2.  Send the message.  You will see it in the "Outbox" (or "Draft") folder, but not in the Sent folder.  Or, your email client may simply complain that there was a problem sending the message.

3. Turn off Airplane Mode (enable signal) and then click on Send/Receive (or similar titled) button. Or, just wait until the email is refreshed automatically.  The message will now be in the Sent folder.  This step may take a few minutes as you have to wait for both a send and a receive from your server. 

4.  Look for the message in your (or your spouse's) Inbox folder.

5.  Turn on Airplane Mode and then read the message.  This is to pretend that you are off-line.

 

Again, Airplane Mode is just being used to simulate no signal. You would not be turning Airplane Mode on and off when doing this for real.  You can also turn cellular data and/or wifi on and off manually for simulating a no signal situation.

 

igraf

 

Thank you for the information. I tried it on my desktop first, but since it doesn't have an"airport mode" I turned off my wi-fi home signal. I couldn't follow your directions since I got a "technical error" from my browser (Safari) when I tried to send it.

 

I tried it on my iPad and the message didn't go to my "draft" folder, but DID disappear. When I turned off the airplane mode on my iPad, the message DID appear as "sent", so that worked, however I hoped it would appear somewhere (like in "draft" as you described) so I could check it once again before sending for the final time.

 

Appreciate your help! Penny:classic_smile:

 

 

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I just sent this on my iPad. Airplane mode is on, wifi is off. Email is in Outbox until wifi is enabled. 

 

Cheers, Denise 

20290D48-5089-4982-BF96-16F6D026296C.jpeg

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When we get an internet package on a cruise, here's what I do.  Turn on Airplane mode (and turn on wifi to get the onboard Navigator).  For emails I have to go into Navigator to access the wifi we've purchased.  We can take turns using the wifi, using my password.  If the internet is working, emails will appear, they need a little time to download completely - if you get out too soon, you won't get them all!  Then, when I'm sure everything has downloaded, I "log out" of the internet.  I can read the messages off line, and respond to them, and I press send for each email.  Of course they just go into my draft box.  Then I have to get back onto the internet, and sometimes the emails go immediately, but sometimes I have to go into my drafts and resend.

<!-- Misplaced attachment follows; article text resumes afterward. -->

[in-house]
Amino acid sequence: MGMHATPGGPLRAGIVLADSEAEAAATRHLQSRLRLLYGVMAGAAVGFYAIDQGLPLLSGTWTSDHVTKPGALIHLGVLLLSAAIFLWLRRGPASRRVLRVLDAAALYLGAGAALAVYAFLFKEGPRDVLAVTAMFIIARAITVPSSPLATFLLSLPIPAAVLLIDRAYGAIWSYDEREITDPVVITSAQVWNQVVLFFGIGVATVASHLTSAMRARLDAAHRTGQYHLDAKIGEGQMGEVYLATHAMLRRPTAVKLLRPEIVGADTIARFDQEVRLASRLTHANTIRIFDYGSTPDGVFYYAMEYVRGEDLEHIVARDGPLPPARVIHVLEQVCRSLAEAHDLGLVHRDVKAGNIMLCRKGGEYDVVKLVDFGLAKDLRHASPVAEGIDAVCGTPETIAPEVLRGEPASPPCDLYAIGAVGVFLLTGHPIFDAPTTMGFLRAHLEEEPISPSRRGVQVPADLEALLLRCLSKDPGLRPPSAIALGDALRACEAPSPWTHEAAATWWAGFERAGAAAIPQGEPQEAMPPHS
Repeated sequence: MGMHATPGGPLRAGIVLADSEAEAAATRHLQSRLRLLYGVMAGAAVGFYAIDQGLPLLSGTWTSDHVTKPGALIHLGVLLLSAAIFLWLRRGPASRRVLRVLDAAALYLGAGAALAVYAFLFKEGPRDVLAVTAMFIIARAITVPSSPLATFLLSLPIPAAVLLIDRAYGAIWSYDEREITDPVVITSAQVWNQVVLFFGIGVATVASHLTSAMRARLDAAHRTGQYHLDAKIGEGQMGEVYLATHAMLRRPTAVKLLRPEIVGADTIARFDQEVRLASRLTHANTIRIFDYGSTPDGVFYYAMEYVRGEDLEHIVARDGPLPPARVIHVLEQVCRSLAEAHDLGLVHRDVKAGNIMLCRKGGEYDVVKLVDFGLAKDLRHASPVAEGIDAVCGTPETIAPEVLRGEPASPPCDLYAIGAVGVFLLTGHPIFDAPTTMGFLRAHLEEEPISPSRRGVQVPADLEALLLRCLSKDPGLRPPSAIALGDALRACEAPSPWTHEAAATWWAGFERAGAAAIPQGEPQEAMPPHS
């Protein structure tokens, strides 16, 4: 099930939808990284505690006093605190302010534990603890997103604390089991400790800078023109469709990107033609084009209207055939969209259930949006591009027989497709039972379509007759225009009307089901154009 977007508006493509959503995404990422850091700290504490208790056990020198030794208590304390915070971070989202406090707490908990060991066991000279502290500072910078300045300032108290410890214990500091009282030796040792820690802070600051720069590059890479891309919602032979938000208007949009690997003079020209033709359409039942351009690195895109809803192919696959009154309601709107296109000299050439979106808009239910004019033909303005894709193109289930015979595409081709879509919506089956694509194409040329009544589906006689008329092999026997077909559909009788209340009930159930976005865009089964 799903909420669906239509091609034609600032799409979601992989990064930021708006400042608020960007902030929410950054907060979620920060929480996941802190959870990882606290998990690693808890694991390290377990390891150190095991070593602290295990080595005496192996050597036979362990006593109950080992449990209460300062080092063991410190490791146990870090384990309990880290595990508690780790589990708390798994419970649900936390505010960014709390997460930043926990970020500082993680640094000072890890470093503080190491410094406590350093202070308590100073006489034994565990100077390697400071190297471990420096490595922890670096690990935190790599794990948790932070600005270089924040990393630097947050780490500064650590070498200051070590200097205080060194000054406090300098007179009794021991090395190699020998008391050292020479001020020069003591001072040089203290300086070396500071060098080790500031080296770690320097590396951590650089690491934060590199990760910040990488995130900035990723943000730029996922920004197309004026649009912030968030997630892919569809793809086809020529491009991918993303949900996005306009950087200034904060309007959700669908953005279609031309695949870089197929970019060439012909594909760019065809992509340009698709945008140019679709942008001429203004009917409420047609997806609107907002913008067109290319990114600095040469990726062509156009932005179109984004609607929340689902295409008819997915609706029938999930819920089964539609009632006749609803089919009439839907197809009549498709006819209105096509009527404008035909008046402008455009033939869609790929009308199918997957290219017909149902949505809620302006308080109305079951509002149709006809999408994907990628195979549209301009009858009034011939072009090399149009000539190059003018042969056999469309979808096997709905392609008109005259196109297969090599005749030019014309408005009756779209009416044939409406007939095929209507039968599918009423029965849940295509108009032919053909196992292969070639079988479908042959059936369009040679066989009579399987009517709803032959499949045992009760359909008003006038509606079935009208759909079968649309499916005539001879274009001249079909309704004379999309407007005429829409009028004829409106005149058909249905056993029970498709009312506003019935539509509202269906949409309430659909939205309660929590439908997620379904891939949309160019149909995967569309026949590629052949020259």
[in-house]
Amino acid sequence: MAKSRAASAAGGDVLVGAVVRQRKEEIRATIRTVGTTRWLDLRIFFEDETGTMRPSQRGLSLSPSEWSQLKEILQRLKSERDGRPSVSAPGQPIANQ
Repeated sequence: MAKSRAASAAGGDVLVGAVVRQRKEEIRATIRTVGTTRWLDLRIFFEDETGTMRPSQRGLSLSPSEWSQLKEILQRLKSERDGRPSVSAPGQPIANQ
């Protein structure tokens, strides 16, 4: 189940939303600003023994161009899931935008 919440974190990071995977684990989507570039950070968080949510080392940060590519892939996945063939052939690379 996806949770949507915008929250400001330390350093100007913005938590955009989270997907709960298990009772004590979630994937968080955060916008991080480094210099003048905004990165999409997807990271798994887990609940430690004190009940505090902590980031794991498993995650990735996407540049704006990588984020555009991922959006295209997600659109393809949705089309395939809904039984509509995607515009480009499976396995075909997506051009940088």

If you have the 24/7 internet, of course you don't even have to go offline at all, but some people have said that it can be slow, if everyone stays online all the time!

 

I have to say, I just love my iPhone on a cruise.  I have books and games on it, and I don't even bother to take a camera any more - the iPhone takes better photos than my camera did.  I take my iPad, too, but that is for the room, and to do jigsaw puzzles!  Also, it is synched to the iPhone, so photos move over, and I won't lose them if my iPhone were to be stolen.